Quality Care for Our Members
Our Quality Program
Hometown health plan, hometown health care. The right care, the right place, the right time — every time.
Since 1995, Select Health of South Carolina has served the state of South Carolina in our mission to help people get care, stay well, and build healthy communities. Over the past 22 years, we have expanded our network, allowing us to serve all 46 counties of South Carolina in pursuit of this mission.
With more than 350,000 members in South Carolina, Select Health leverages community partnerships and our robust provider network, along with a comprehensive and structured Quality Assurance Performance Improvement (QAPI) program to continuously monitor, evaluate, and improve the quality of our health care and services. The QAPI program oversees all Select Health operations to ensure the provision of safe, clinically appropriate, and fiscally responsible care and services to our members.
The QAPI program is steered by the QAPI Committee and coordinated by the Select Health Quality Improvement (QI) department. The QAPI Committee directs the plan’s efforts to monitor, evaluate, and improve the quality of clinical care and services. The committee is comprised of Select Health senior leadership, network physicians, and non-physician health care providers and meets at least five times a year. The QI team, under guidance from the committee, provides assistance and support in implementing the QAPI program. All departments at Select Health collaborate with the QI department in executing and monitoring QAPI program initiatives. This shared responsibility strengthens the program and allows Select Health to act swiftly on improvement opportunities as they are identified.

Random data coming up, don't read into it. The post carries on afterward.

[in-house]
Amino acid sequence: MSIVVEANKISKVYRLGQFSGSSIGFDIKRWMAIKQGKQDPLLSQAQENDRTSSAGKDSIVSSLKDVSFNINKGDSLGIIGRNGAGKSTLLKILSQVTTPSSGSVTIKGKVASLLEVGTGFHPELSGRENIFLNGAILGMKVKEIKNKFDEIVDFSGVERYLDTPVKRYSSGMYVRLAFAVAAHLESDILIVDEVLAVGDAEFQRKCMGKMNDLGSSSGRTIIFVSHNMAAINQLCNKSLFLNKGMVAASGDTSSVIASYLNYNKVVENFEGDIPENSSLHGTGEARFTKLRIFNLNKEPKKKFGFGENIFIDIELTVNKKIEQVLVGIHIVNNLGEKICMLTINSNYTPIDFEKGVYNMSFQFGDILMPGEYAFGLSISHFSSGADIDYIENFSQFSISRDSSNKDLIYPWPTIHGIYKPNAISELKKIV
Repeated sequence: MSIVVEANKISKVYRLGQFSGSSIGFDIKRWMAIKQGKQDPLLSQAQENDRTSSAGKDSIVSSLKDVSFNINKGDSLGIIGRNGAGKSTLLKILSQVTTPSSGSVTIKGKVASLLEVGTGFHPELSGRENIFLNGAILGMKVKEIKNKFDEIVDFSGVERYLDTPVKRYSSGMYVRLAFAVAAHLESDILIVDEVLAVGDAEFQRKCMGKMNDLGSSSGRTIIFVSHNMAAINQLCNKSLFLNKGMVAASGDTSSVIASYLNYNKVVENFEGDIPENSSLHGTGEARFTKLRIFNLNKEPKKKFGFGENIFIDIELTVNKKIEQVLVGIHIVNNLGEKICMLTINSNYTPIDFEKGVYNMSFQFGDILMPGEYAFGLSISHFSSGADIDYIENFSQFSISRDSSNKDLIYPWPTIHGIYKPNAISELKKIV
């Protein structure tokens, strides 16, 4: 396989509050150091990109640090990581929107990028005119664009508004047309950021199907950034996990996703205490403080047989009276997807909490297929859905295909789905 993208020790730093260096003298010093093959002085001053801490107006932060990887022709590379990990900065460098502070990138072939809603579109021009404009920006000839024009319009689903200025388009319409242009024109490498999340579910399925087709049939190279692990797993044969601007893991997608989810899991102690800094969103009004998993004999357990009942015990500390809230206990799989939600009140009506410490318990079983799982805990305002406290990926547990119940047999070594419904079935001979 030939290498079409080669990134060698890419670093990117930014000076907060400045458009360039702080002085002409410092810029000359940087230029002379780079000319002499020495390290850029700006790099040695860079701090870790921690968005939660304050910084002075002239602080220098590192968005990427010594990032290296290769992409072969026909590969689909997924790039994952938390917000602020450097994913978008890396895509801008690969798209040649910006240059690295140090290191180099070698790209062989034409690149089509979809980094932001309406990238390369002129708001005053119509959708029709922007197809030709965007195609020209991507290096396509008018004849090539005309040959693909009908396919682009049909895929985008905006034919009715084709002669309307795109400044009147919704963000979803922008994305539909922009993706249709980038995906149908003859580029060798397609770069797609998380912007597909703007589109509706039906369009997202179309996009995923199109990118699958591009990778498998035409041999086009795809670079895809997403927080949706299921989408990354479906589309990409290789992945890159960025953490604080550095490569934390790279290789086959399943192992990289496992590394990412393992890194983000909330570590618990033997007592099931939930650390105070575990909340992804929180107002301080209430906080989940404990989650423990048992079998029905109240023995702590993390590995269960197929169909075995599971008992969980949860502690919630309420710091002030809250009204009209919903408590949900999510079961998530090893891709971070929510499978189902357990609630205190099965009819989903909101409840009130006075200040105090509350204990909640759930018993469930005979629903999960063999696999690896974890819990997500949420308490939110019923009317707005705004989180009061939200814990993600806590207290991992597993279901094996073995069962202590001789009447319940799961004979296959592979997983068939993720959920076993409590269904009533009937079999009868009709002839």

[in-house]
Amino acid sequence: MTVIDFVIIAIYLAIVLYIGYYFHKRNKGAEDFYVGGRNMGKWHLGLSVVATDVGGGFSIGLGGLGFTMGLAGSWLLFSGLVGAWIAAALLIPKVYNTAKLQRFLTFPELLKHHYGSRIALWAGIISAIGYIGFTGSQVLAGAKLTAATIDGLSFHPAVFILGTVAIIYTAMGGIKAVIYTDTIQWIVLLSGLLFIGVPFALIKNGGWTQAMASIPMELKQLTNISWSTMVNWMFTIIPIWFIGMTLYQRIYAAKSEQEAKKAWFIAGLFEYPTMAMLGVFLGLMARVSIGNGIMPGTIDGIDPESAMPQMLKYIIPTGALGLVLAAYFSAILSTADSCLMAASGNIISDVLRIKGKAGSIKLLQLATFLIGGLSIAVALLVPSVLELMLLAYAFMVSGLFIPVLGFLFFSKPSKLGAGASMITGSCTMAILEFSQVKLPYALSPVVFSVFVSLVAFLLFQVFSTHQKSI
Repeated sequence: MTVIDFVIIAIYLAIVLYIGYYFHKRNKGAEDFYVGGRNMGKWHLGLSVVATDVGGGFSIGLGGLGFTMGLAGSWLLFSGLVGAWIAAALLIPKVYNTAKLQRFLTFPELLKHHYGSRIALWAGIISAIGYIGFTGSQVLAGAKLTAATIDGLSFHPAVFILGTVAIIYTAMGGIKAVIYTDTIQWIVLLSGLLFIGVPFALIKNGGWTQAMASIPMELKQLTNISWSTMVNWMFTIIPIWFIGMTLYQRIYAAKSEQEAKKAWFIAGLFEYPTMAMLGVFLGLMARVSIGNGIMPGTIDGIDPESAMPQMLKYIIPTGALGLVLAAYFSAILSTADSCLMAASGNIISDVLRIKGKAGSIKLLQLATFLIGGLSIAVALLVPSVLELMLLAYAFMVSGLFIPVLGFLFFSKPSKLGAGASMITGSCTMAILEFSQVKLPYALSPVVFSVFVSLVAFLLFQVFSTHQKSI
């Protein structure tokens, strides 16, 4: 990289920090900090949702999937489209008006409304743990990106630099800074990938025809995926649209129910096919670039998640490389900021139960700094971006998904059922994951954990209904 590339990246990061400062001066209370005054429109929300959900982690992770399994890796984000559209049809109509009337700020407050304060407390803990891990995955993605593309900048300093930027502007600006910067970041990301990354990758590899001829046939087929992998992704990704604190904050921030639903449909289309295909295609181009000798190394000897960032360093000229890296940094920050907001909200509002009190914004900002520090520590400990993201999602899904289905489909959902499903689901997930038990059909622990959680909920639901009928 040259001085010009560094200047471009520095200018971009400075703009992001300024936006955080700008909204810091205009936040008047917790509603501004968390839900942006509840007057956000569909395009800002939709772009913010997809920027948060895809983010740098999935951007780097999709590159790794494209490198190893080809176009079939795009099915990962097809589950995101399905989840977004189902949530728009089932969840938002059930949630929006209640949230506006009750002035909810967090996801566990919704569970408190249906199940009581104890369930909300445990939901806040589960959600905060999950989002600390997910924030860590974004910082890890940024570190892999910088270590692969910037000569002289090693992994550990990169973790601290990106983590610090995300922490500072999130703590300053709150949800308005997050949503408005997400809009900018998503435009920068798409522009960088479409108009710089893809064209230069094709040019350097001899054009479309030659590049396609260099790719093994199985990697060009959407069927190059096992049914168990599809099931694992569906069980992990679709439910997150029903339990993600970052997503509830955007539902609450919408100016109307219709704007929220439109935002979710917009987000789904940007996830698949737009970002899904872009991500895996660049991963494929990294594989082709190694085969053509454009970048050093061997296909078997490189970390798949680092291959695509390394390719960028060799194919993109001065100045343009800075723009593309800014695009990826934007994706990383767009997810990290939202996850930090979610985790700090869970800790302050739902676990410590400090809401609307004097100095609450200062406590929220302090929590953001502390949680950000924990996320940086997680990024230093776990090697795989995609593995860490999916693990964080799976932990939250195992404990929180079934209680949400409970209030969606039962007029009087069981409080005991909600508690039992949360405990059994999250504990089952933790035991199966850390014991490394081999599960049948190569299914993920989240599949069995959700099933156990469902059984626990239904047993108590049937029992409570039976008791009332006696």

Select Health annually evaluates program design and overall performance to identify the strengths and limitations of QAPI activities and programs. Data from this analysis is used to develop recommendations for improvement and to propose goals and objectives for the upcoming year. The QAPI program evaluation, along with the program description and work plan, are submitted to the QAPI Committee for review and program modification as needed. The finalized evaluation and program documents are submitted to the South Carolina Department of Health and Human Services (SCDHHS) for review at least annually.
2016 achievements and strengths
The following information, derived from the 2017 Healthcare Effectiveness Data and Information Set (HEDIS®) results in review of calendar year 2016, demonstrates that Select Health:
- Remained the highest nationally ranked health plan for South Carolina Healthy Connections.
- Maintained National Committee for Quality Assurance (NCQA) Commendable accreditation status, demonstrating that the plan’s programs for service and clinical quality are well established and meet rigorous requirements for consumer protection and quality improvement.
- Again received NCQA’s Multicultural Health Care Distinction.
- Maintained position as a top performer in the state for member experience according to the Child Consumer Assessment of Healthcare Providers and Systems (CAHPS®) scores.
- Achieved 90 percent member satisfaction regarding experiences with primary care providers.
- Met SCDHHS quality improvement goals for nine out of 11 quality measures.
- Achieved scores at or above the 75th percentile in 10 HEDIS clinical measures and improved scores in 24 out of 42 measures.
- Was a top performer for clinical performance when compared to other plans in the state.
- Maintained scores for prenatal care (frequency and timeliness) at the 75th percentile; exceeded Quality Compass 95th percentile for postpartum care.
- Has an overall provider satisfaction rating of 89 percent. Increased scores were noted in six of the eight measures, with notable improvement made in Network Operations/Network Management, Utilization and Quality Management, Care Management, Provider Self Service, Claims Reimbursement, and Network. Providers continue to rate Select Health higher than our competitors in the state.